jeudi 28 janvier 2016


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We depend on antibiotics to fight infections and numerous diseases but, unfortunately, we may not be able to rely on their lifesaving capacities for long. When they were first introduced in 1944, antibiotics were considered a miracle cure, used to treat everything from salmonella and pneumonia to infected wounds. To ensure their enduring effectiveness, they were intended to be used sparingly. However, the meat industry has been overusing antibiotics for decades.
These drugs are fed to factory farm animals to make them grow bigger faster and to enable them to survive the unsanitary and cramped conditions they are raised in. The rampant misuse of these drugs has led to new antibiotic-resistant bacteria emerging, commonly known as “superbugs.” Scientists have been highlighting the severity of health risks posed by these superbugs for years, but with these warnings unheeded; the situation has progressively gotten worse.
Recently, researchers discovered a new gene mutation in bacteria called mcr-1 in meat, live pigs, and sick people in China. This gene makes bacteria resistant to our last-resort class of antibiotics. Scarier still, there is a high rate of transfer of this gene between bacteria, suggesting the terrifying potential for this drug-resistance to reach epidemic proportions and spread worldwide. Confirming this suspicion, a mere month after the gene was discovered in China, scientists found the very same strong strain of antibiotic-resistance in the United Kingdom.

The Major Culprit

The Meat Industry is Creating New Antibiotic-Resistant Bacteria… and it’s Spreading Rapidly

 rappel 80% des antibiotiques  utilises aux usa sont destines aux animaux , mais la chine fait encore mieux!!!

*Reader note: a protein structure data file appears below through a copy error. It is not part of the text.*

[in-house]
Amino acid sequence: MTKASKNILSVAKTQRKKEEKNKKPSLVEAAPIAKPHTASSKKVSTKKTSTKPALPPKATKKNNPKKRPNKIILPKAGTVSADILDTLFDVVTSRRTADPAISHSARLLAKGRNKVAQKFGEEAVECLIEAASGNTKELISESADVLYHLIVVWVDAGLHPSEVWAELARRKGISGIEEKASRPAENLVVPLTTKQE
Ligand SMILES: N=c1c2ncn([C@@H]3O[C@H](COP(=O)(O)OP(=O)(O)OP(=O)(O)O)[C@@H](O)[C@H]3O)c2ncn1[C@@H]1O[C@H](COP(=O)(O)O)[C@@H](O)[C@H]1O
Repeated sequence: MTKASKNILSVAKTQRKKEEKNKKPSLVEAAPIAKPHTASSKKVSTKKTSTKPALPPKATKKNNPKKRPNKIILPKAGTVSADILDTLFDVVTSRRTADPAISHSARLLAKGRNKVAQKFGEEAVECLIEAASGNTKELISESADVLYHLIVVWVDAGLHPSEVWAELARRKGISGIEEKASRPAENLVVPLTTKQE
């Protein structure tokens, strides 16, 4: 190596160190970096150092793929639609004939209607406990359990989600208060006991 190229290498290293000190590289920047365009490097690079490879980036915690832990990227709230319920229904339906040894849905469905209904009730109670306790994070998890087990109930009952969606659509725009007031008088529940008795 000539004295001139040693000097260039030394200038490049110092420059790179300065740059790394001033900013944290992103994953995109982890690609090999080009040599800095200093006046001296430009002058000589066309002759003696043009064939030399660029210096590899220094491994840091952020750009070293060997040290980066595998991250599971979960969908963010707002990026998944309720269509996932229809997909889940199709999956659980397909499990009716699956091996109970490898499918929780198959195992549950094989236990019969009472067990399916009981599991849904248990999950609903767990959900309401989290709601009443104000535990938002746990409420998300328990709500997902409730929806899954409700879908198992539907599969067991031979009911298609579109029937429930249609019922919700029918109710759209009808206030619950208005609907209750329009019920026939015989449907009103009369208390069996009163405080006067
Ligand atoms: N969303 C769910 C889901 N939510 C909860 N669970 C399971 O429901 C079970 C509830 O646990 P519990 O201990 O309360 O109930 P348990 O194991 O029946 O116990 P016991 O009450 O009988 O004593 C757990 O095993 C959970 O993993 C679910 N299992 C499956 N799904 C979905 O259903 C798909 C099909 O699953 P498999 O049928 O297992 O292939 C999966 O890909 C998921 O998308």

bien sur si les animaux etaient eleves differemment cela pourrait etre superflu, mais les elevages veulent  aussi augmenter la  corpulence des betes  pour le profit

 et comme l' administration au cas par cas  serait trop complique ils optent pour une distribution de masse  

It is now widely accepted that antibiotic-resistance has grown and spread due to these drugs being heavily overused in animal agriculture. Antibiotics — and colistin in particular — are fed to intensively-raised livestock in massive quantities. A whopping 80 percent of all antibiotics used in the United States are given to factory farmed animals. China alone uses 12,000 tons of colistin in animal farming each year, with the U.S. using  800 tons. A further 400 tons are administered to animals raised for food in Europe. There, the amount of antibiotics given to farm animals is more than 500 times the amount used for humans.
Why does the farming industry need such massive quantities of antibiotics? Shockingly, it actually doesn’t. Or rather it wouldn’t if it didn’t confine its animals and supersize them for profit. Antibiotics are routinely administered to farm animals to increase their physical size — to render their slaughtered bodies more profitable to the industry ­— and to counter the poor hygiene and intensive conditions farm animals are subjected to. Indeed, it would cost far too much to monitor and treat each animal on a case-by-case basis. Instead, massive quantities of antibiotics are ground up and fed to all the animals, as a purely preventative measure.
People are not only contaminated by the drug-resistant bacteria by eating the meat from these animals, but also because of how easily these superbugs spread through our environment, as this video clearly illustrates. This essentially means that drug-resistant infections can affect people whether or not they eat meat, all because of the livestock industry’s rampant mismanagement.
In other words, the meat industry has brought about the beginning of a health crisis of epidemic proportions merely to turn a quick buck. Life-saving drugs are being rendered utterly useless, putting thousands of people at risk, just so farmers can profit by inducing growth and preventing losses in the animals they slaughter.

Why are Superbugs so Dangerous?

pourquoi ces virus resistant sont ils si dangereux..

 suite ici  dont :

 Currently, antibiotic-resistant infections kill 23,000 Americans each year. It is estimated that by 2050, they will claim the lives of 9.6 million people worldwide.